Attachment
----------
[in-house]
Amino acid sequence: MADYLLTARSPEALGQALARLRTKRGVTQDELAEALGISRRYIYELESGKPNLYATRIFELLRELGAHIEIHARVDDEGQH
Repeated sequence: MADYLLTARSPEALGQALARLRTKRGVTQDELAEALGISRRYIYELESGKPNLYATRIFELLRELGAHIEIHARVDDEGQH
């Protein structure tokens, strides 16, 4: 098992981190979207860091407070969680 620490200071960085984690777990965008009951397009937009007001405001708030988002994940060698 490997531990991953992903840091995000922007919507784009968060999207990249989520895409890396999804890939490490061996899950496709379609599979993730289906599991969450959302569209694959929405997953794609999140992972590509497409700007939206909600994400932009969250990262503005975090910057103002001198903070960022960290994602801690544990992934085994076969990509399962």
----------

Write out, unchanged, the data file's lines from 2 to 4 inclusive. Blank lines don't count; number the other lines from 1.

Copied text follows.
Amino acid sequence: MADYLLTARSPEALGQALARLRTKRGVTQDELAEALGISRRYIYELESGKPNLYATRIFELLRELGAHIEIHARVDDEGQH
Repeated sequence: MADYLLTARSPEALGQALARLRTKRGVTQDELAEALGISRRYIYELESGKPNLYATRIFELLRELGAHIEIHARVDDEGQH
């Protein structure tokens, strides 16, 4: 098992981190979207860091407070969680 620490200071960085984690777990965008009951397009937009007001405001708030988002994940060698 490997531990991953992903840091995000922007919507784009968060999207990249989520895409890396999804890939490490061996899950496709379609599979993730289906599991969450959302569209694959929405997953794609999140992972590509497409700007939206909600994400932009969250990262503005975090910057103002001198903070960022960290994602801690544990992934085994076969990509399962």